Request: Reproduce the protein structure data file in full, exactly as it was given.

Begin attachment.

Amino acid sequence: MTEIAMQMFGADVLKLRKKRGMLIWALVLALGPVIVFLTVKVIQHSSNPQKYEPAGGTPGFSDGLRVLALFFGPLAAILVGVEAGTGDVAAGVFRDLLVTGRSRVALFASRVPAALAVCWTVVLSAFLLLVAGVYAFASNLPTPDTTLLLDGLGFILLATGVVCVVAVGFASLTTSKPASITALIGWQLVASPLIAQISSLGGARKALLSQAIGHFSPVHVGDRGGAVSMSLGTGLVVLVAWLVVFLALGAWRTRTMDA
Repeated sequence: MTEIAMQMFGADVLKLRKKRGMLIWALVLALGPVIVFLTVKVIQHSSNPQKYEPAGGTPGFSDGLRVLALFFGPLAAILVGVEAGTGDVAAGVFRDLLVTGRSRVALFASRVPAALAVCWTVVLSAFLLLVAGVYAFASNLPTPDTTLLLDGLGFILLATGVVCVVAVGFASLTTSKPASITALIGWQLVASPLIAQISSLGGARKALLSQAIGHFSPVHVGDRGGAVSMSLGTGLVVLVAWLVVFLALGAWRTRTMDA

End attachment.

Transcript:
Amino acid sequence: MTEIAMQMFGADVLKLRKKRGMLIWALVLALGPVIVFLTVKVIQHSSNPQKYEPAGGTPGFSDGLRVLALFFGPLAAILVGVEAGTGDVAAGVFRDLLVTGRSRVALFASRVPAALAVCWTVVLSAFLLLVAGVYAFASNLPTPDTTLLLDGLGFILLATGVVCVVAVGFASLTTSKPASITALIGWQLVASPLIAQISSLGGARKALLSQAIGHFSPVHVGDRGGAVSMSLGTGLVVLVAWLVVFLALGAWRTRTMDA
Repeated sequence: MTEIAMQMFGADVLKLRKKRGMLIWALVLALGPVIVFLTVKVIQHSSNPQKYEPAGGTPGFSDGLRVLALFFGPLAAILVGVEAGTGDVAAGVFRDLLVTGRSRVALFASRVPAALAVCWTVVLSAFLLLVAGVYAFASNLPTPDTTLLLDGLGFILLATGVVCVVAVGFASLTTSKPASITALIGWQLVASPLIAQISSLGGARKALLSQAIGHFSPVHVGDRGGAVSMSLGTGLVVLVAWLVVFLALGAWRTRTMDA